SmartWater sprayed on cable uniquely identifies its origin

Cable thefts soar as criminals target vital infrastructure

Senior railway managers have launched a stinging condemnation of cable thieves.

Criminals are targeting the communications and power cables that control equipment such as signals and points, stealing them to sell for cash to rogue scrap dealers.

Such is the impact of cable theft that British Transport Police treats the crime as its second-highest priority after terrorism.

Nor is the problem confined to railways. Power and telecoms networks also face a continuing battle to repair damage and restore services to beleaguered customers.

Last summer E.On reported a series of organised chainsaw attacks on wooden poles carrying overhead wires, in one case leaving live conductors hanging just a metre from the ground.

The price of copper has risen dramatically over the last decade, driven by growing global demand as countries like China expand their industrial base, so the scrap value has shot up too, leading to reports that organised crime gangs are seeking to profit from the situation.

In a strongly-worded statement Network Rail announced last week that the consequences of cable theft had cost nearly £43m in three years and resulted in over 16,000 hours of delay, affecting millions of passengers. The number of attacks is now running at over six a day.

In 2010-11, £16.5m was lost as a result of nearly 1,000 incidents, and services were delayed by more than 6,000 hours.

British Transport Police made more than 900 arrests and recorded 3,000 crimes – a higher figure than Network Rail’s because it includes thefts and damage to redundant equipment and other crimes such as “going equipped”.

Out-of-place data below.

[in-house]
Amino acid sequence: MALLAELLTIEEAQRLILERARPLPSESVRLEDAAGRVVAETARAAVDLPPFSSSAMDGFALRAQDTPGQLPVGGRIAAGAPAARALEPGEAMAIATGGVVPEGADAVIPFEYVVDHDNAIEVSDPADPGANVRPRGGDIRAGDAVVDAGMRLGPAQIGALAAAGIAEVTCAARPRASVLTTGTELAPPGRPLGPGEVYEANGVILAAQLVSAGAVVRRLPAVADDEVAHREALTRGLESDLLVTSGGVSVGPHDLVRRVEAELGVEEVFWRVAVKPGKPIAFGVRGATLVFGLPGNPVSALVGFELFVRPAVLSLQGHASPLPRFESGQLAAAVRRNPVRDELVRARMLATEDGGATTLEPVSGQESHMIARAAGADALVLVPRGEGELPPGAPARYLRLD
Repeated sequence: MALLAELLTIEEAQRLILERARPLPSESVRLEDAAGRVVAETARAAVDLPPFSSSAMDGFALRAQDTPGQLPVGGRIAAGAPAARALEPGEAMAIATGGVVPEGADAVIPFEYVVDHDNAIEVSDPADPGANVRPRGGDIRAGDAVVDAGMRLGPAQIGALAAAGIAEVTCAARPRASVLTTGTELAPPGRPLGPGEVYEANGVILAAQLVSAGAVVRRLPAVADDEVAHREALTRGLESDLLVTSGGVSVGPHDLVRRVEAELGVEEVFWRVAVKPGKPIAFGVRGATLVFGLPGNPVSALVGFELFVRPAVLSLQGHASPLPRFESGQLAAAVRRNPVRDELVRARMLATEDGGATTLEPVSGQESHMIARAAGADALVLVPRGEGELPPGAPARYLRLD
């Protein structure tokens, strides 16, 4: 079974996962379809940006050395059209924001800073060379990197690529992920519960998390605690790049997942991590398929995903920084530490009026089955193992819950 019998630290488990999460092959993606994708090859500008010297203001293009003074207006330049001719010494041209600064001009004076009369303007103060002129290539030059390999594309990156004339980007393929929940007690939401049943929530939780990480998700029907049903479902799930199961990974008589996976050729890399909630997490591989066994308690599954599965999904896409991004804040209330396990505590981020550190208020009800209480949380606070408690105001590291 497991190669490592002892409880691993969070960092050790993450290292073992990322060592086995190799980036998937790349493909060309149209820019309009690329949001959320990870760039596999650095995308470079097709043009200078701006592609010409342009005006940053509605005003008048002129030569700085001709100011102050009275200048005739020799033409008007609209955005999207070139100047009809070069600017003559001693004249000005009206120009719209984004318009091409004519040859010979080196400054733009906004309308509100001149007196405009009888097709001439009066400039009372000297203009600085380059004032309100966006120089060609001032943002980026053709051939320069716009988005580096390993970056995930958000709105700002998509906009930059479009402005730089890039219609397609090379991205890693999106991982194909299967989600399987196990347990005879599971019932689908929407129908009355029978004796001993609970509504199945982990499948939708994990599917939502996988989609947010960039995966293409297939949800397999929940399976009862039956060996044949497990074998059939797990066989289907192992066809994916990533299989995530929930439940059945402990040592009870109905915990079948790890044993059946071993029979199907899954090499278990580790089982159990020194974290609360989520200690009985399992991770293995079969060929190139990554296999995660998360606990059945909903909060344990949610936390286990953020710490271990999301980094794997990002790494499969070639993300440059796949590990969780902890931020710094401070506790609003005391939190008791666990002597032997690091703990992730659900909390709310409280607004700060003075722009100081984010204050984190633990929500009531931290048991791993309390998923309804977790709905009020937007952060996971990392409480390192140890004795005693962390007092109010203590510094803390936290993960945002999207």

Network Rail uses CCTV and its own helicopter to monitor the network. It uses forensic marking, trembler alarms and other devices and for new installations employs a custom cable that is readily identifiable and harder to steal.

Dyan Crowther, director, operational services at Network Rail, said: “Every day passengers and essential freight deliveries upon which our economy relies are being delayed by thieves looking to make a quick buck.

"I cannot over-emphasise just how serious these crimes are.

"We are doing everything we can to protect the railway and will continue to work closely with British Transport Police and other rail partners to do everything in our power to deter thieves and bring those who attack our network to justice.”

Gary Cooper, head of operations at the Association of Train Operating Companies, added: “Operators and the industry as a whole are determined to crack down on the thieves, whose actions lead to extra work for staff and cost of millions of pounds, money which could be invested in improving services for passengers.

"The thieves are also putting themselves at risk of serious injury.

"Train companies are working closely with Network Rail and BTP to reduce and eventually eliminate this dangerous and disruptive crime, but tougher measures are needed to help tackle it.”

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